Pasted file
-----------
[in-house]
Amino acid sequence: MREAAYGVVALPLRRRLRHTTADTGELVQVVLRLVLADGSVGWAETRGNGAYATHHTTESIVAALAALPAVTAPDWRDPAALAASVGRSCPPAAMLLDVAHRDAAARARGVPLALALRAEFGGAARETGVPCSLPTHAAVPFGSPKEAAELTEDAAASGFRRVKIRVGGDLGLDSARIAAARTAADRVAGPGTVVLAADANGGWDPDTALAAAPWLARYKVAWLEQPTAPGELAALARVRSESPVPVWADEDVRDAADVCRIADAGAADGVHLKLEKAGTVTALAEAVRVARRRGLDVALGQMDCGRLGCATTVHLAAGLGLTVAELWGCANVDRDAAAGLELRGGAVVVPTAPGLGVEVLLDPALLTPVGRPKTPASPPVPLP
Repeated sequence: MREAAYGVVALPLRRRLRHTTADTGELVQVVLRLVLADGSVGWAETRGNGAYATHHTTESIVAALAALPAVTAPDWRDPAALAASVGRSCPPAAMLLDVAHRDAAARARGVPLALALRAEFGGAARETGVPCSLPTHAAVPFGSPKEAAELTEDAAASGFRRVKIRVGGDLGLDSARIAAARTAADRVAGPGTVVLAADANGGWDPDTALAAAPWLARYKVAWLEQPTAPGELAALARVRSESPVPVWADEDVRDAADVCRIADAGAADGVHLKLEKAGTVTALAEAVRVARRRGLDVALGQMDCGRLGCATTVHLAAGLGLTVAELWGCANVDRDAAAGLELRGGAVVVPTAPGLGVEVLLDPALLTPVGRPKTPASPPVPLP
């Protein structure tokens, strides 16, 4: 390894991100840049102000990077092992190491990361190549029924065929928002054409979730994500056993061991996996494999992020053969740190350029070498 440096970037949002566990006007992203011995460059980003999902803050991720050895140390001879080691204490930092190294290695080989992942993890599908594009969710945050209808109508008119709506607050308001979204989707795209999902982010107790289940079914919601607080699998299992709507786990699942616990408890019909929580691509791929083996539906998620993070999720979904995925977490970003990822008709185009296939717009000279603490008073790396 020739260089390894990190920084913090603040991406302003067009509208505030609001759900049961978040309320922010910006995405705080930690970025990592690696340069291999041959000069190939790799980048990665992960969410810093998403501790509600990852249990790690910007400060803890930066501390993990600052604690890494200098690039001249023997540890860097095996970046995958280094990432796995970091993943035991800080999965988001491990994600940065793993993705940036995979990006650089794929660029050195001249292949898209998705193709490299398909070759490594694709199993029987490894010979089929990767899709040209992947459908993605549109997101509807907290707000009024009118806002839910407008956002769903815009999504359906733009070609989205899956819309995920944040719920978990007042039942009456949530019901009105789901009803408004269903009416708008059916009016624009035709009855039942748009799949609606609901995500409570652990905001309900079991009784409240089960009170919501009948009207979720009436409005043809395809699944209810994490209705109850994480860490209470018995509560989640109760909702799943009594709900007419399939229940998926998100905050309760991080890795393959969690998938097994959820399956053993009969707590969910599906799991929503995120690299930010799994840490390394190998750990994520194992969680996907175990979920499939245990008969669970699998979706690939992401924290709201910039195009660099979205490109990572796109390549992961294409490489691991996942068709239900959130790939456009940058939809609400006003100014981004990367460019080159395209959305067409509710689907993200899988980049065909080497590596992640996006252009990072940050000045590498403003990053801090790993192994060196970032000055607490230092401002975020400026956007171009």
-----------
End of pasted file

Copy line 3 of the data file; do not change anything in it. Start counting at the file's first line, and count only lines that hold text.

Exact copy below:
Repeated sequence: MREAAYGVVALPLRRRLRHTTADTGELVQVVLRLVLADGSVGWAETRGNGAYATHHTTESIVAALAALPAVTAPDWRDPAALAASVGRSCPPAAMLLDVAHRDAAARARGVPLALALRAEFGGAARETGVPCSLPTHAAVPFGSPKEAAELTEDAAASGFRRVKIRVGGDLGLDSARIAAARTAADRVAGPGTVVLAADANGGWDPDTALAAAPWLARYKVAWLEQPTAPGELAALARVRSESPVPVWADEDVRDAADVCRIADAGAADGVHLKLEKAGTVTALAEAVRVARRRGLDVALGQMDCGRLGCATTVHLAAGLGLTVAELWGCANVDRDAAAGLELRGGAVVVPTAPGLGVEVLLDPALLTPVGRPKTPASPPVPLP